Certain unexpected practices are good for your hair, such as only washing it 1-2 times a week, since it’s a better way to help preserve Black hair’s natural moisture. But other hair care behaviors and treatments aren’t necessarily as great for the health of your hair.
So which hair habits are better to just avoid?
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True or False: Use mayonnaise and olive oil to deep condition your hair.
Depends on your hair type. While kitchen staples like mayo and olive oil do contain moisturizing properties, not everyone should use it on their hair.
“The success of this treatment depends on the type and texture of your hair,” says Doug DiCanio, a stylist at Blow in New York City. “If your hair is fine, limp or sparse, you’ll see a greasy or heavy result. But if you have thick, coarse and extremely dry hair, mayo and olive oil can be a low-cost alternative to deep conditioning treatments, so long as you apply them correctly.”
He suggests distributing one tablespoon of either ingredient into clean, damp hair, concentrating on the ends. Leave it on for at least 30 minutes and then thoroughly rinse with a gentle cleansing shampoo.
True or False: Don’t dye your hair if you’re pregnant.
Depends on the hair dye ingredients. According to Amy Burkett, MD, ob-gyn residency director at Summa Health System in Akron, Ohio, no studies have conclusively proven hair dye is dangerous to a developing fetus.
“In general, pregnant women need to be concerned with what they’re exposing their body to. The big concern for me is that some hair products contain formaldehyde, which is a carcinogen that I’d recommend any woman, pregnant or not, steer clear of.”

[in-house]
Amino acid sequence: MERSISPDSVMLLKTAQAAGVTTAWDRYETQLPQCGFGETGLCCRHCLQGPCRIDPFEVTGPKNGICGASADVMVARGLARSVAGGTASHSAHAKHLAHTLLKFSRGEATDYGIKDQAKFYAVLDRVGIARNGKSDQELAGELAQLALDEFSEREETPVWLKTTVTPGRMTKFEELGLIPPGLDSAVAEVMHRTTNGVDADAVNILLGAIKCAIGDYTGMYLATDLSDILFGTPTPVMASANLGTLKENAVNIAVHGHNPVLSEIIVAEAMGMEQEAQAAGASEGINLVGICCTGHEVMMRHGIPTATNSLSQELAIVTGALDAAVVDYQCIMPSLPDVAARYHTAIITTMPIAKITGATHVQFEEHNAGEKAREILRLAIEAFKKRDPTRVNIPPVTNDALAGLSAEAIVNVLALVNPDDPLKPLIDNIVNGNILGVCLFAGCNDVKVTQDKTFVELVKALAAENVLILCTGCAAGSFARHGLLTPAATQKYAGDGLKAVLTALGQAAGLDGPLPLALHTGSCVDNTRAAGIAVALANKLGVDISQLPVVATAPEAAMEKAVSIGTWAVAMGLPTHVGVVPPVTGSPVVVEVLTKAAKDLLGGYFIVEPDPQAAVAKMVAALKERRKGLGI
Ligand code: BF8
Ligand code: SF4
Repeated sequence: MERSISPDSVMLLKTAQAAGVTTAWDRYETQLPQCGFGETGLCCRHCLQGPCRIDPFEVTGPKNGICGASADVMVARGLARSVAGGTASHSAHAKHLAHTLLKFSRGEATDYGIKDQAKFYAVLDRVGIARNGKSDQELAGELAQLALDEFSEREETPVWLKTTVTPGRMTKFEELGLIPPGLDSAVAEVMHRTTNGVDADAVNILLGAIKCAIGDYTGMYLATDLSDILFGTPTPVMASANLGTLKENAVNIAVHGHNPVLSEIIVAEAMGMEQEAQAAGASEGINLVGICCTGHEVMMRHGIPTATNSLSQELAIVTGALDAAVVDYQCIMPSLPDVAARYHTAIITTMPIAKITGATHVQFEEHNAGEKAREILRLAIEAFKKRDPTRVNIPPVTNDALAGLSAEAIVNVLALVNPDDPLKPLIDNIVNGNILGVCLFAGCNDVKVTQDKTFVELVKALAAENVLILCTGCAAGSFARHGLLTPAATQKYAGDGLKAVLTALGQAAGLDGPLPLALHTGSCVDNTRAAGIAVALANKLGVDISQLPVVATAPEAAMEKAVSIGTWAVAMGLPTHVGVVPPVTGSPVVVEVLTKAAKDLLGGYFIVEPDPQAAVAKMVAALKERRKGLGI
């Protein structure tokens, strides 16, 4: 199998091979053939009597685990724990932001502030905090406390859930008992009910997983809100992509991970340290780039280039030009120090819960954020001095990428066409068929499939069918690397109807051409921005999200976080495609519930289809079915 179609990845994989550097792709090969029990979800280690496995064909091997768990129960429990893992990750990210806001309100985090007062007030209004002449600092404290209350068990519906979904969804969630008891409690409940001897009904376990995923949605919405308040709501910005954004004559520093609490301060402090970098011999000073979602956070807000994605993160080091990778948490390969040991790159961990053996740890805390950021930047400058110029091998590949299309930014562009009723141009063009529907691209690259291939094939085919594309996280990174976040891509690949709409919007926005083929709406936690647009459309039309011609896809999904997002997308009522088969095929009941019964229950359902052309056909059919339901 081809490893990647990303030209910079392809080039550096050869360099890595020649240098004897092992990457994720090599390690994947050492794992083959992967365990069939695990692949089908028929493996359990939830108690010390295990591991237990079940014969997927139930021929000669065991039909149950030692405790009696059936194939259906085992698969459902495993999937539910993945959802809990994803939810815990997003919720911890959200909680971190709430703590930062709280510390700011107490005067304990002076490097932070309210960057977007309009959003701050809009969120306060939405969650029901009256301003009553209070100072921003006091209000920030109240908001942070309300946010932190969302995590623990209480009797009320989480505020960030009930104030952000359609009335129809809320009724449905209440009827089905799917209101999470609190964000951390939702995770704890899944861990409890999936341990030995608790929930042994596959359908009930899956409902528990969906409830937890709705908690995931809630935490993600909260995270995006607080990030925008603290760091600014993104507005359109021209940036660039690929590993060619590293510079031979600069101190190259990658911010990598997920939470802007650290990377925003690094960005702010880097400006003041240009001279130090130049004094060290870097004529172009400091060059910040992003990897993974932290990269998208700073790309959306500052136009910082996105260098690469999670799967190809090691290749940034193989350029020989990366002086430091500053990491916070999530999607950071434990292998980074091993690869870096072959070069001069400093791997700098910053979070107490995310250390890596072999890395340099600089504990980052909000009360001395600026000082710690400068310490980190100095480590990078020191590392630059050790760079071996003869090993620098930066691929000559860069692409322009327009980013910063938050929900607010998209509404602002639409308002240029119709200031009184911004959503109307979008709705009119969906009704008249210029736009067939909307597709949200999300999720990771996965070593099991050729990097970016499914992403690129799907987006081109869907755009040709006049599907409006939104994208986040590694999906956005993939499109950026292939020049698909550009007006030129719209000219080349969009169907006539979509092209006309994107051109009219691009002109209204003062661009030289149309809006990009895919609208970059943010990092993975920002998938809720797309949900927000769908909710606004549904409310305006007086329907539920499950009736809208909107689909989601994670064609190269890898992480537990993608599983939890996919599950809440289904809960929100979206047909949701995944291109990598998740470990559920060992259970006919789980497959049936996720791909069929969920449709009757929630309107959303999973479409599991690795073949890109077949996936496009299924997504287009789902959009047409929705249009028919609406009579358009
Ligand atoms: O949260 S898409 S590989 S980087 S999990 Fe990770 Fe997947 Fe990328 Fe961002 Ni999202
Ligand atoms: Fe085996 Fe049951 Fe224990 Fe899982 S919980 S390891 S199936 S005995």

Formaldehyde will be noted on a product’s ingredients list, so to be safe, choose a dye that doesn’t contain it, opting instead for one that has as many natural ingredients as possible, such as henna-based dyes. If you go to the salon for color, ask your stylist what ingredients are in your hair dye, and see if there’s a more natural option to pursue.
Dr. Burkett also recommends avoiding all hair dye during the first trimester of pregnancy, since that is when a fetus’s basic neurological development occurs.
Note: It’s important to also remember that formaldehyde an also be found in Brazilian keratin hair-straightening treatments.
True or False: Change up your shampoo and conditioner for better results.
False. If your tried-and-true shampoo and conditioner don’t seem to be working as well as they used to, don’t rush out to pick up new brands. Contrary to popular belief, hair doesn’t “get used to” products. Instead, build-up and residue is usually to blame for products not working as they should.
“Some shampoos and conditioners can leave behind residue, which might make it difficult to see results over the long term,” says DiCanio. “Use a clarifying shampoo once every two weeks to remove excess build-up in your hair, and you should be able to see continued great results from your favorite products.”
True or False: Cutting your hair will make it grow faster.
False. While regular trims are a great way to keep your hair healthy, monthly snips won’t turn you into Rapunzel.
“On average, hair grows about half an inch every month regardless of whether or not you trim it,” says Jenny Cho, a stylist for Suave Professionals. “While cutting ends will prevent damage and encourage stronger, healthier hair, it doesn’t tell the roots to grow faster.”
However, healthy hair may appear longer, since it’s free from dry, damaged and broken ends. So visiting your salon every eight to 12 weeks is still the key to maintaining healthy, long locks.